The G20 summit held in Seoul on November 11 and 12 has failed to reach a concrete agreement to address the rising fears of a currency war. It has also failed to bring out guidelines for curbing trade imbalances as envisaged by the world countries amid discouraging conditions of multi-speed growths for various economies. The fifth communique issued by the G20 countries since the financial and economic crisis broke out in 2008 repeats its rhetoric of addressing concerns of the most vulnerable, providing social protection, decent work and also ensuring accelerated growth in low income countries, or least developed countries.
Jobs at Heart of Recovery!
The communique said the G20 countries were determined to put jobs at the heart of the recovery, which is just a big lie. The leaders of the developed countries and the emerging market economies (EMEs) are not even slightly ashamed to proffer this empty commitment, where at least 100 million have been stripped of their jobs and 120 million human beings have been pushed into hunger after the unprecedented worst global economic crisis since the Great Depression was unleashed by the greedy global financial conglomerates.
There have not been serious attempts to create jobs throughout the world; instead, jobs are lost every day as a result of the austerity measures in European Union countries and jobless growth in the US. A number of economists and analysts, along with Nobel laureate Paul Krugman, have dubbed the growth that we are witnessing as “jobless growth.”
BBC news has quoted Obama as saying there should be no controversy about fixing imbalances “that helped to contribute to the crisis that we just went through.” Obama must have lost his senses or have suffered from short term dementia, G20’s first communique after the financial crisis, and even subsequent communiqués have acknowledged that the financial conglomerates and their risky, greedy financial business practices have created the crisis. There was no mention of trade “imbalances” contributing to the crisis in the G20 communiqués, yet Mr. Obama dared to spell it. If Obama likes to fix imbalances, all well and good, but this kind of miscalculation only contributes to rising trade tensions.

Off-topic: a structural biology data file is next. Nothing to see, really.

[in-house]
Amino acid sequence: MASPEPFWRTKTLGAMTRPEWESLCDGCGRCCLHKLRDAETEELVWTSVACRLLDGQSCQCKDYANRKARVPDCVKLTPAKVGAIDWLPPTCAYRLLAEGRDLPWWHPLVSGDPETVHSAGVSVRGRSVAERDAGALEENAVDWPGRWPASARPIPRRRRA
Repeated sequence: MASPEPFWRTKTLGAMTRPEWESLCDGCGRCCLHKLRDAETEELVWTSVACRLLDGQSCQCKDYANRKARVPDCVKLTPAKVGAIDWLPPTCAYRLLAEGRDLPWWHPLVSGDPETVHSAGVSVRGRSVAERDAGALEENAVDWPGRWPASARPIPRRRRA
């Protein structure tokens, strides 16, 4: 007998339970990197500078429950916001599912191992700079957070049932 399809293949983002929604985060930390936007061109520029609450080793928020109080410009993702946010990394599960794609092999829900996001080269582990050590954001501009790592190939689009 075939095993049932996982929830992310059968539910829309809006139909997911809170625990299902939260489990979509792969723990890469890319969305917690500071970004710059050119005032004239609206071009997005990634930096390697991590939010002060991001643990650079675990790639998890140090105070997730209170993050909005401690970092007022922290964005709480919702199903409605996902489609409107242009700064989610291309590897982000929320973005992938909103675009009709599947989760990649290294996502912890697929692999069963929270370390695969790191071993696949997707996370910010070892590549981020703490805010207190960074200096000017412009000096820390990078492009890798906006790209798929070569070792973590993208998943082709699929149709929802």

The US and the EU have been accusing China for unfair undervaluation of its currency, the yuan. The US has been particularly critical of yuan value. Its argument has been that China is able to amass trade surpluses due to the artificially low yuan value. It says the yuan should be allowed to appreciate freely, in line with the market movements. But Germany recently accused the US of announcing $600 billion of QE2, which it says is an indirect measure of devaluation of the dollar. The US has come under attack also from Brazil, India, China, Russia and Japan for its QE2, as it would encourage hot money to flow into emerging economies, and even developed economies, putting upward pressure on their currencies, thereby providing a competitive advantage to US exports. The QE2 move has intensified fears over the supposed currency war.
In this background, currency war and trade imbalances have occupied the top priority in the main agenda of the G20 Seoul conference. A separate meeting during the G20 conference between the two main constituents of the currency war, the US and China, did not produce any solution. Even the European leaders have been called in to help produce a solution to the ongoing heated debate over currency devaluations, but to no avail.
They finally have come out with vague statements of framing “indicative guidelines” to tackle trade imbalances. They have said they agreed to avoid “competitive devaluation” without stating any concrete steps to achieve that goal. The leaders have reportedly vowed to follow market determined exchange rates referring to China’s yuan value.
They have pledged not to resort to competitive devaluation, perhaps a reference to the recent announcement of the QE2 by the Federal Reserve. In a bid to address the concern of the EMEs over the flow of hot money, they have been allowed to impose “carefully designed” control measures. One must wonder wht these measures will look like. Perhaps the EMEs need to be careful so that they do not disturb the free flow of globalized capital in the name of curbing hot money. And yet, they should curb hot money flow to prevent inflation, price rises and thus popular discontent in their countries. It is a very difficult task, indeed. And that is the fate of the EMEs resulting from their leaving G77 and becoming members of the G20.